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The Crime of Hope : CROSSTOWN SABBATH: A Street Journey Through History by Frederic Morton (Grove: $15.95; 119 pp.) : HISTORY AND UTOPIA by E. M. Cioran; translated by Richard Howard (Seaver: $17.95; 118 pp.)

July 05, 1987|Hayden White | White's most recent book is "The Content of the Form" (Johns Hopkins University Press).

Here are two slim books on a fat subject: nothing less than the meaning of human history. Neither Frederic Morton nor E. M. Cioran finds much to commend in modern civilization. They feel we have purchased its advantages at too high a cost. But neither has any hope of a return to a happier past and just as little in the possibility of a brighter future. Indeed, according to Cioran, a Romanian exile living in Paris, there never was a happier condition; our humanity is the disease from which we are dying. As he puts it: "No use retracing the old paradise or racing toward the one to come: The former is inaccessible, the latter unrealizable." As for Morton, a Slovakian Jew living in New York City, the only happier condition he can imagine was the Old Stone Age--it's all been down hill ever since: "They ordered these things better in the Pleistocene underbrush, those ha1886419232The first furrow in a clearing was the initial wrinkle of degeneration. The long, treacherous progress to the bus stop of zombies began with the plowing of a field." For him, our problem is civilization itself.

Neither author really argues his position. Morton tells a story of a day in his life and lets its anecdotes do the work of justifying both his dark thoughts about our condition and his reflections on how it came to be the way it is. The result is something like Spengler meets Woody Allen. Cioran, by contrast, takes the high road of the satirical essayist. He deals in aphorisms rather than arguments, wagers everything on his mordant wit, and comes across sounding rather like a member of the Russian aristocracy on the eve of the revolution. Unlike Morton, Cioran finds nothing funny, even in the sense of absurd, about humanity's effort to raise itself above the animal. Here is an example: "Yet I marvel still more than some of us, society being what it is, have ventured to conceive another one altogether--a different society. What can be the cause of so much naivete, or of so much inanity? If the question is normal enough, even ordinary, the curiosity that led me to ask it, on the other hand, has the excuse of being morbid."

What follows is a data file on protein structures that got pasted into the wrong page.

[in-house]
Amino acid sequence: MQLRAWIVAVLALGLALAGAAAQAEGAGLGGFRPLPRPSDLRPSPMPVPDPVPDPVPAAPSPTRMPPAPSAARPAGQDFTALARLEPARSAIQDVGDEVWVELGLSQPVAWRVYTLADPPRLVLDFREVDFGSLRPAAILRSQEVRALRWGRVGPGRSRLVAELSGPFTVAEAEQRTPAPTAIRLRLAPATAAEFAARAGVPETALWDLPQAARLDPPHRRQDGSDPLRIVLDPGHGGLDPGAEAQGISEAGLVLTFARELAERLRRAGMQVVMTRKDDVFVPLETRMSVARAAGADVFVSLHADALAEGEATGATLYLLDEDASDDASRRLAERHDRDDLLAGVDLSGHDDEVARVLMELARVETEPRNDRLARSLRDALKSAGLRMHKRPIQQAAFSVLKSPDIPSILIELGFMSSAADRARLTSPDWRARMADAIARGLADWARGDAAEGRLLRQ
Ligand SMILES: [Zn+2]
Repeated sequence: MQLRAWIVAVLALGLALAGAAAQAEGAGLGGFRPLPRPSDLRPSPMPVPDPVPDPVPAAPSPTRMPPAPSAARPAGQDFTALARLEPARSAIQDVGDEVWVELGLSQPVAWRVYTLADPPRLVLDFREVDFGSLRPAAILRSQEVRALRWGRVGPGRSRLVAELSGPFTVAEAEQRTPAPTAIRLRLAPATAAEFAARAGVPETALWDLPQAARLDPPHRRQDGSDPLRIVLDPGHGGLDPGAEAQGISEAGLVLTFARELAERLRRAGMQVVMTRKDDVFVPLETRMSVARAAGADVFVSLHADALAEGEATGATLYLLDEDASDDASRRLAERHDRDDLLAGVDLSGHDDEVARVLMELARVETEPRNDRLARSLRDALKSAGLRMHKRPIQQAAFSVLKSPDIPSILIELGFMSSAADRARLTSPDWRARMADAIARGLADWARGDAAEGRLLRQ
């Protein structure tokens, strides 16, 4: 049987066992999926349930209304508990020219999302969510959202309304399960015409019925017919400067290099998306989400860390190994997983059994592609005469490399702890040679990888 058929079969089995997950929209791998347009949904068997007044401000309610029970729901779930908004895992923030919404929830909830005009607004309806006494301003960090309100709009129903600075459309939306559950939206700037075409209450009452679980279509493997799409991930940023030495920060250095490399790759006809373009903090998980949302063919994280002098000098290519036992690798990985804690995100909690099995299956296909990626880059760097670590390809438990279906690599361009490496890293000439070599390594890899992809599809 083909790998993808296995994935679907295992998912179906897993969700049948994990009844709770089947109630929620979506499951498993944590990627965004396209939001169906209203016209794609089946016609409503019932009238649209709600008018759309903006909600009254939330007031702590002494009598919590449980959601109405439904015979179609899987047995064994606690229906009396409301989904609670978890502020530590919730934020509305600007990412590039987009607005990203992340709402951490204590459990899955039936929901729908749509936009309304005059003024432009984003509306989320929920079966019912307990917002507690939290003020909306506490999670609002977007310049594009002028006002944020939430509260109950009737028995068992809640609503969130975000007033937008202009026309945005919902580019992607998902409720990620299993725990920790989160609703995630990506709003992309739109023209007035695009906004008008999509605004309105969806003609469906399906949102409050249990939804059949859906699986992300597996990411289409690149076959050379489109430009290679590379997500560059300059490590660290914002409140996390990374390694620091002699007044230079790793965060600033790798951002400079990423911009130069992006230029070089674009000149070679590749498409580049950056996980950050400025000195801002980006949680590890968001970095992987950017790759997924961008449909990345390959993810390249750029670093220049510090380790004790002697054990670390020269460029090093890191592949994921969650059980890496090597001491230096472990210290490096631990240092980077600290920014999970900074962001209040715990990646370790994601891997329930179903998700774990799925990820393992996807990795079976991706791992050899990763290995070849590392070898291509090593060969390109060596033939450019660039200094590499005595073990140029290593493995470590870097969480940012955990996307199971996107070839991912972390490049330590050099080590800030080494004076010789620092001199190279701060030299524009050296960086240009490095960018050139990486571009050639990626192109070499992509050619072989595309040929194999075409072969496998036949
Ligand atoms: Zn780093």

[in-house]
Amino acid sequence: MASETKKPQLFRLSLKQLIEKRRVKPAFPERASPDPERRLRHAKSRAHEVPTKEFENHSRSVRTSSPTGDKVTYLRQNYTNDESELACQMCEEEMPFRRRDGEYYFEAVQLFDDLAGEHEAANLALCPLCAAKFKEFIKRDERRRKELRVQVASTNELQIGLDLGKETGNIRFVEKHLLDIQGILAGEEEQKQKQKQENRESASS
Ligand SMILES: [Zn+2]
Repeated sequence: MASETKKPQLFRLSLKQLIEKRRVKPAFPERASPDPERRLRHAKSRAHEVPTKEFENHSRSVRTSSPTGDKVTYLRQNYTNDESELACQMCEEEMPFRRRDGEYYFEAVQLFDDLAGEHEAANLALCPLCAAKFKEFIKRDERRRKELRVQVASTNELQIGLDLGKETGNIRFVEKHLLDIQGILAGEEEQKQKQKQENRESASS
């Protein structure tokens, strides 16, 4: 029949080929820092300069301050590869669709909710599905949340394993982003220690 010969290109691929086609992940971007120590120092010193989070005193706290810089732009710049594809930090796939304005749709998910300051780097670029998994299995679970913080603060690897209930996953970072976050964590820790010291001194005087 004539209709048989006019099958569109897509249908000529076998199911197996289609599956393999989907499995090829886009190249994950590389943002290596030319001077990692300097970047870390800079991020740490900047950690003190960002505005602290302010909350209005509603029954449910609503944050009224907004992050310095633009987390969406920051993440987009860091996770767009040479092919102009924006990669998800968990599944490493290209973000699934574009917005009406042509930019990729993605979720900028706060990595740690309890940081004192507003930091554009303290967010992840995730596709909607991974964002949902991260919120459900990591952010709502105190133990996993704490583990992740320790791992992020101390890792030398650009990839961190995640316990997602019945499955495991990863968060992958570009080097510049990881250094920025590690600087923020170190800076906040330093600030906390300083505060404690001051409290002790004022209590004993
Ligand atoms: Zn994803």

Morton is at least enraged: " 'Where is our Sabbath?' " I want to cry--'Who stole my father's Sabbath?' " Morton's father's Sabbath was the last outpost against the incursions into modern man's residual humanity of what Morton calls "the Factory," his metaphor for civilization in all its forms. The Factory, which runs all the time and has as its sole purpose the tailoring of our lives to its production-schedule, began with the transition from a hunting to farming society. But the Factory really took off with the advent of the Hebrew God, "the God of the gratification-postponers," the God of Work as an end in itself. "Before the Hebrews," Morton says, "no other people had a Sabbath. No other people needed one." But the logic of "the Workaholic Supernal" is such that even the Sabbath, the one moment of repose in the work week promised the Children of the Covenant, must ultimately be rescinded, so that "Progress can be served."

Morton is furious, really furious, because he has no time for doing anything human, intimate, re-creative--and no way of justifying his longing for such a time in his life. As far as he is concerned, even our diversions and vices partake of the nature of work. He's mad as hell, but he sees no way of escape.

Cioran would agree with Morton about our general condition but for him neither anger nor despair is justified, because justification has nothing to do with the matter. His villain is not Moses but Prometheus, the Titan who brought hope and aspiration to mankind: "Prometheus . . . the instigator of all the indiscretions and misdemeanors of knowledge, the source of that murderous curiosity that keeps us from marrying the world: By idealizing knowledge and action, did he not thereby ruin Being and with Being, the possibility of the golden age?" Our problem is not that we have failed to attain Utopia (which, Cioran reminds us, means, after all, "nowhere") but that we have wished to attain it. This was especially the West's "crime," to have infected the rest of the world with the desire for Utopia and then to have defected from the quest for it, leaving it to communism to continue to spread the infection.

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